With the Covid-19 pandemic poised to begin its third year, business leaders face a host of significant challenges. Among the most significant is that in many industries demand exceeds a company's ability to supply their products and services.
How so? If the company outsources its supply chain, businesses are dependent on other companies over which they have little control to make and ship the products their customers order.
At the same time, business leaders are losing employees due to the big quit which places a bigger burden on the people who stay. In all likelihood, those employees are scrambling to do more and learn new skills to cope with the changes caused by the pandemic while working from home.
Fortunately, there are things that business leaders can do to nip burnout in the bud before it sparks an organizational conflagration. After all, the last thing business leaders need is to make their overtaxed workforce quit -- thus leaving them little choice to distribute the departed employee's workload among the remaining staff.
Here are three things business leaders can do to keep their people from burning out.
1. Encourage your people to share their feelings with trusted peers.
Unless you do something to change it, the default mentality for most workers is to keep quiet about their feelings and outside-work stresses and get the job done. While it is certainly true that most leaders do not want to be psychological counselors for their people, they do have a responsibility to offer resources to help them cope with their stress.
One such resource is to create networks of trusted peers who know what employees are going through.
Since early this summer, I have been under additional stress at work as I prepared a package of materials for an academic committee that I knew would be reviewing my application for promotion. I did not know when they would meet while I was assured that I would receive their verdict at some point before the end of 2021.
The uncertainty was quite stressful. Fortunately, I knew many others who had been through the process and was able to communicate with them my feelings. These trusted peers helped reduce the emotional pressure which helped me think clearly about what I could do to prepare for either a positive or negative outcome of the process.
Business leaders who want to push this process along could hold workshops in which people share their stress and "plot what the team could let go of, like superfluous meetings clogging their calendars," noted the Wall Street Journal.
It reported that An MIT Sloan School professor, Erin Kelly, did research which found that "employees reported that they just felt free. It's going to be easier to approach as a collective project than to stick your own neck out as an individual."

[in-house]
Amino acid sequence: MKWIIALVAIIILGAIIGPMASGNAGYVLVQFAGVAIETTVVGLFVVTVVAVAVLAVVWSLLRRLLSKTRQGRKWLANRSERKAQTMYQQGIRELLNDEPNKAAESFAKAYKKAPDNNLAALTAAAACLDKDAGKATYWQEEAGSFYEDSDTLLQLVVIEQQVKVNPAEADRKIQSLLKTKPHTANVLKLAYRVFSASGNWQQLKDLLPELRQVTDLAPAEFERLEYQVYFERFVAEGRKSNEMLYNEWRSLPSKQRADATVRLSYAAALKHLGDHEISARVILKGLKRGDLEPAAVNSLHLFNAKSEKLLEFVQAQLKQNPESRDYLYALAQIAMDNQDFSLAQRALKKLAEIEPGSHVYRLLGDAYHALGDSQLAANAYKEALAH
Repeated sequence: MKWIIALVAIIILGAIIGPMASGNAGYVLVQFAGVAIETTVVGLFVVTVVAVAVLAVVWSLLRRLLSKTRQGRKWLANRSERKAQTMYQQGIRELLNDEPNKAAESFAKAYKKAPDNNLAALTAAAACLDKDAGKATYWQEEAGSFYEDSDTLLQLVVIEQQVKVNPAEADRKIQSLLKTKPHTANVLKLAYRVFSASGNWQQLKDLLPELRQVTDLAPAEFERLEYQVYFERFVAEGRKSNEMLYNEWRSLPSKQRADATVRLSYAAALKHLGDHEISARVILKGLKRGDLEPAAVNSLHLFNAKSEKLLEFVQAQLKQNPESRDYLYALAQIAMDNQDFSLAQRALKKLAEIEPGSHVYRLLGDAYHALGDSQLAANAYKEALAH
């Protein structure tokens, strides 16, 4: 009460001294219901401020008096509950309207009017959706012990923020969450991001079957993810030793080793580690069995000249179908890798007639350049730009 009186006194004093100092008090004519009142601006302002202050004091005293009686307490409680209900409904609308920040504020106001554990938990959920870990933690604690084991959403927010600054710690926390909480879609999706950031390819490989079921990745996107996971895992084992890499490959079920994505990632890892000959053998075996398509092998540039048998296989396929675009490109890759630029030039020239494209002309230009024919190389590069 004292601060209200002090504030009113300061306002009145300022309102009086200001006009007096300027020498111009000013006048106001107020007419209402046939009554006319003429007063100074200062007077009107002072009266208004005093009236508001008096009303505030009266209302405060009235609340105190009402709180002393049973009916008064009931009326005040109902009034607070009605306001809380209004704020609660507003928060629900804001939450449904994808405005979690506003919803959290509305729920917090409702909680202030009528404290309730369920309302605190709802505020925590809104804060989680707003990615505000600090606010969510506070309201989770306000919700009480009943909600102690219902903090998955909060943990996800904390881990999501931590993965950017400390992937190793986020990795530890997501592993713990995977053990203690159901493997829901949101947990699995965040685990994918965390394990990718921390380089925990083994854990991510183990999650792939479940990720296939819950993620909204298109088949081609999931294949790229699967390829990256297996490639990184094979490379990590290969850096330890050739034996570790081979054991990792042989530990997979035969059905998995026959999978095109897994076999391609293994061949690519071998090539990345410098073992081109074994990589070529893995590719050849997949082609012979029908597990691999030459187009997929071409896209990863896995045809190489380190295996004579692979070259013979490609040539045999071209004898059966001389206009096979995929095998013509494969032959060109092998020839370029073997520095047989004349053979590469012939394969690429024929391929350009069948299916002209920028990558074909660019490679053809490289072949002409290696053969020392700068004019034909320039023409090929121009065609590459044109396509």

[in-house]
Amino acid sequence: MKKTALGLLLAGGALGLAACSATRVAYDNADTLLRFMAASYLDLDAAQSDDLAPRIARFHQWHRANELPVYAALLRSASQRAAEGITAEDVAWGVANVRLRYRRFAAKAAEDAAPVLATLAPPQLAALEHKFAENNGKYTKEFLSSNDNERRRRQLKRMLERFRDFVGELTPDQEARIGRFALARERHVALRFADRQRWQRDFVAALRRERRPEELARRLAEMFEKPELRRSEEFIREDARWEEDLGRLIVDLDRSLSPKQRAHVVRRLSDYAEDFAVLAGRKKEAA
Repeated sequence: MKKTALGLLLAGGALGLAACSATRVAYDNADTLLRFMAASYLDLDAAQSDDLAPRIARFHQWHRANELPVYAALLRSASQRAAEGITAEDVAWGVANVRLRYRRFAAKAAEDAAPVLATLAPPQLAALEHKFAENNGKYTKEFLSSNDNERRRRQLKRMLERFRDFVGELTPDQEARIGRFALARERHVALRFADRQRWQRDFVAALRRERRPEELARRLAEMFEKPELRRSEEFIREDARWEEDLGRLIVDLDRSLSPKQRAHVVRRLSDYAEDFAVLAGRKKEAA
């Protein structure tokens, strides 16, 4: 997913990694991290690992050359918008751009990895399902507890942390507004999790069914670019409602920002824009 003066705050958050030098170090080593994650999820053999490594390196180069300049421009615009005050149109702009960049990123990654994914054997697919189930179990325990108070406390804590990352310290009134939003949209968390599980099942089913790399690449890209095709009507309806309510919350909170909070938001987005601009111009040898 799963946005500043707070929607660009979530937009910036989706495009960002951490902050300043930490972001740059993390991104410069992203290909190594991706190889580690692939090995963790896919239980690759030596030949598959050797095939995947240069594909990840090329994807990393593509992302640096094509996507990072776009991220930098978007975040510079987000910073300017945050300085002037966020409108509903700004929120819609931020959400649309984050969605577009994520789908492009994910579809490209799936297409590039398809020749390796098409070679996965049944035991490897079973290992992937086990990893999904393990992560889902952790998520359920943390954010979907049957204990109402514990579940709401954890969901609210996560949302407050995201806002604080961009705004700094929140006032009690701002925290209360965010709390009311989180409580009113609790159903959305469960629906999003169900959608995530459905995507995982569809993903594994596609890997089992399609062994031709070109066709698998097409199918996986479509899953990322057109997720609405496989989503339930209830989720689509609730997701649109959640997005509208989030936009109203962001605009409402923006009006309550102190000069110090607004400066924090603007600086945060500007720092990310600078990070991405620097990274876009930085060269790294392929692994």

2. Check in with employees and give them freedom to choose how they get the job done.
Business leaders can also do things to help employees avoid burnout.
Kelly found that so-called team interventions could make a difference. She found that "employees whose managers were trained to check in to see how they were doing personally and professionally, and to give them flexibility to work how they wanted, had significantly lower levels of burnout and psychological distress than a control group. They were also 40 percent less likely to quit," wrote the Journal.
If you are not scheduling such check-ins with employees, you should get trained in how to conduct them effectively, and begin scheduling them soon thereafter.
3. Urge your people to envision solutions to their burnout.
Once employees have shared their feelings with their peers, they can still be on the way to burning out. Sharing feelings can help them come up with ideas that derail their express train to burnout.
Once employees realize what they need to do, they should to talk to management about their proposal.
The Journal presented the case of an advertising exec, Elizabeth Rosenberg, who a few years ago had suffered from migraine headaches that sent her to the emergency room.
While fearing that her boss would view her ask weak or unable to handle the job if she admitted to her fear of burnout, Rosenberg came up with a proposal for her boss. In January, she asked for a month off in August -- the ad agency's slowest month.
With little emotion, she told her boss that "she was burned out and would have to leave the company later that year if she couldn't take a break. To her surprise, he said sure," wrote the Journal.
Do these three things and you will make your hard-working employees better able to cope with the stresses of today's workplace. And your company will better serve its customers.